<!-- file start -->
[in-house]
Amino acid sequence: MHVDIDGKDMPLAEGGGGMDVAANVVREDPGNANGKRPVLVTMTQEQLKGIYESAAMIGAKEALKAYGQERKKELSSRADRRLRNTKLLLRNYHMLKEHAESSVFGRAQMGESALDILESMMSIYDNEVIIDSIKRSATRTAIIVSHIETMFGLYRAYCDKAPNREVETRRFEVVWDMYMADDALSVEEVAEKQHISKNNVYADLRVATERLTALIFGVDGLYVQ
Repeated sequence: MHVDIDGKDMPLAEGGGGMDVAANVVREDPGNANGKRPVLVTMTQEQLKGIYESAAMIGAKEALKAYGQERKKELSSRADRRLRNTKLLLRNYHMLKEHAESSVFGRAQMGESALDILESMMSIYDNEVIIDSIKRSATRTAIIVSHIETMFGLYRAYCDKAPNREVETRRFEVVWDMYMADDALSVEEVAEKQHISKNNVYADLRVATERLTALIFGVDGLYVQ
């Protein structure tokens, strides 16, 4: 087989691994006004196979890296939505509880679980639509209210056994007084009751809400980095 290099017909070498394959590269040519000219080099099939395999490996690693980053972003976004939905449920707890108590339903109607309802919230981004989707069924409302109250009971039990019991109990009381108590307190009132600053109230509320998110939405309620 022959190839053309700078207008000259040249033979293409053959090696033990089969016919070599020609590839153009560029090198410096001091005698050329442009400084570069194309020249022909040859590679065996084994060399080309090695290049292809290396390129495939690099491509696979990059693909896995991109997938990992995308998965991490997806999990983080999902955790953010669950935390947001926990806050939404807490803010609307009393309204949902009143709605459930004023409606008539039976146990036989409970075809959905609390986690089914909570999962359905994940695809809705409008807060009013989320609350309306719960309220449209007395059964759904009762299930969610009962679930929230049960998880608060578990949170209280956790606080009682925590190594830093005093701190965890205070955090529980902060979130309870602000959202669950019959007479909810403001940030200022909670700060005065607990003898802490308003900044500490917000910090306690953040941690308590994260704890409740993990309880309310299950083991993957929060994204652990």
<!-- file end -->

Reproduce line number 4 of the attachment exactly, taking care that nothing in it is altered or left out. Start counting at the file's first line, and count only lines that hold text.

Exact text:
């Protein structure tokens, strides 16, 4: 087989691994006004196979890296939505509880679980639509209210056994007084009751809400980095 290099017909070498394959590269040519000219080099099939395999490996690693980053972003976004939905449920707890108590339903109607309802919230981004989707069924409302109250009971039990019991109990009381108590307190009132600053109230509320998110939405309620 022959190839053309700078207008000259040249033979293409053959090696033990089969016919070599020609590839153009560029090198410096001091005698050329442009400084570069194309020249022909040859590679065996084994060399080309090695290049292809290396390129495939690099491509696979990059693909896995991109997938990992995308998965991490997806999990983080999902955790953010669950935390947001926990806050939404807490803010609307009393309204949902009143709605459930004023409606008539039976146990036989409970075809959905609390986690089914909570999962359905994940695809809705409008807060009013989320609350309306719960309220449209007395059964759904009762299930969610009962679930929230049960998880608060578990949170209280956790606080009682925590190594830093005093701190965890205070955090529980902060979130309870602000959202669950019959007479909810403001940030200022909670700060005065607990003898802490308003900044500490917000910090306690953040941690308590994260704890409740993990309880309310299950083991993957929060994204652990």